8 reasons why companies don’t succeed at global PR

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1. “Americanitis” 
Some U.S. executives think that having a high profile in the domestic market automatically guarantees a hero’s welcome when they land on foreign shores. After all, why shouldn’t the image they’ve spent years building in the U.S. magically cross the Atlantic and Pacific, conform to local societies, adapt to local market nuances, and reach out to their targeted constituencies?

Unfortunately, such an attitude leads to thinking that the same PR tactics and strategies that work so well in the U.S. can just be tossed over the fence to be used in other countries. We’ve come to call this mentality “Americanitis.”

2. Resources spread too thin 
Companies often find that they don’t have the resources and/or budget to effectively address all the target markets in a given geography.

For example, a company’s European focus might be on the U.K., Germany, France, and Italy. Rather than spread a modest budget across all four markets, it’s better to deploy the budget in one or two countries where you can make a difference.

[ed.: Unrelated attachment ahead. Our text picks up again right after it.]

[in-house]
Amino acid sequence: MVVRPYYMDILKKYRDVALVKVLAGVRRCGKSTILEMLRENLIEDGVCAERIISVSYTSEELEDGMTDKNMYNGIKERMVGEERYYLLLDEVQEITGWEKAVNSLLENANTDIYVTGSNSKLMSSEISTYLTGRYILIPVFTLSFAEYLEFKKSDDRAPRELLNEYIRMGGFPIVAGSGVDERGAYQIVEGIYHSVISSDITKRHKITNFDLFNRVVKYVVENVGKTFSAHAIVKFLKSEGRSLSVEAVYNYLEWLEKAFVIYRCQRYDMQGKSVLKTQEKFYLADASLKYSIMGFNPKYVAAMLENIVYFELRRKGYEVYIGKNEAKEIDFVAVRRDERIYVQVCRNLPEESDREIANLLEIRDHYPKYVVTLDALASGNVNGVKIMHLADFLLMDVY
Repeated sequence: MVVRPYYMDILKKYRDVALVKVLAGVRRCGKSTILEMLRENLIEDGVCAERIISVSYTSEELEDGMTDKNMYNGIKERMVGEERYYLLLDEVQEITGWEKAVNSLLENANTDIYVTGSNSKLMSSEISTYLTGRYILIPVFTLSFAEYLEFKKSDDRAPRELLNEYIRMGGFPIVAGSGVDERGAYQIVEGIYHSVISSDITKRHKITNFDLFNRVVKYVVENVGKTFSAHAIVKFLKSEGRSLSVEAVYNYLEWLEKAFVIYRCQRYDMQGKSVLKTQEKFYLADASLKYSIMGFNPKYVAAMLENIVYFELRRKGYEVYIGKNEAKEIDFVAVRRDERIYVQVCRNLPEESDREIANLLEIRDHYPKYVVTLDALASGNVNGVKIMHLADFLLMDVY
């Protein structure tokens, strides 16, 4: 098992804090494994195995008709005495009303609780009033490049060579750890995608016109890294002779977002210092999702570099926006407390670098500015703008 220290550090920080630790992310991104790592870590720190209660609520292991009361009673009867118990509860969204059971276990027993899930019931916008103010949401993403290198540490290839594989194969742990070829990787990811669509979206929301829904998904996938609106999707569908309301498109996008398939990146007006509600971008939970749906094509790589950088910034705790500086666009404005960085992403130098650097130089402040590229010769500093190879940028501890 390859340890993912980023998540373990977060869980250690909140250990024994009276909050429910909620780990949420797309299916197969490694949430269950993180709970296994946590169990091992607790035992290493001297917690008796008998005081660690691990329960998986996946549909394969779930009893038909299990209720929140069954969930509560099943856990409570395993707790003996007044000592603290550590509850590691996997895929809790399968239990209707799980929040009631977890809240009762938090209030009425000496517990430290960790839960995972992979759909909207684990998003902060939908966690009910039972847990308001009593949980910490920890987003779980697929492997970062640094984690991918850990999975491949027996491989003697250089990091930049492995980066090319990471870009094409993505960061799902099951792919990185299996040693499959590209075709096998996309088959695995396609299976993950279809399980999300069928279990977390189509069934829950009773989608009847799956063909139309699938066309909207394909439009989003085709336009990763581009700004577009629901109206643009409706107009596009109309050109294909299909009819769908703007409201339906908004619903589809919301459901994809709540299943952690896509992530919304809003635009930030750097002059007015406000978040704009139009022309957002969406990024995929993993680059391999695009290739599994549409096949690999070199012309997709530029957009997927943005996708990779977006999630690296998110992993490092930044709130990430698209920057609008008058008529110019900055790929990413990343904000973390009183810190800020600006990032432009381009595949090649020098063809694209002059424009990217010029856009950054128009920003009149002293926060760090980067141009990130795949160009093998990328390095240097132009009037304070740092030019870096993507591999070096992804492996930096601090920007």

3. Corporate HQ control 
Often, the early funding for a global PR program comes out of the U.S. coffers. It stands to reason that the U.S. public relations people would want some involvement in the international PR activities and how the money is spent.

When the corporate HQ exercises strict control and approval over every single overseas action, an incredible bureaucracy takes hold and handicaps the global PR effort. Just the simple task of approving a news release can turn into a nightmarish saga as suggestions and tweaks ping-pong between HQ and the country office, eating up everyone’s time.

4. Failure to localize content 
Localizing content goes beyond the translation of materials. Business issues vary from country to country. Yet many companies aren’t willing to put in the time to localize the storytelling for each target country.

The more effort a company puts into shaping the content to the characteristics of a particular market, the stronger the story becomes. There’s a reason McDonald’s sells a burger with a squid-ink-dyed bun in China.

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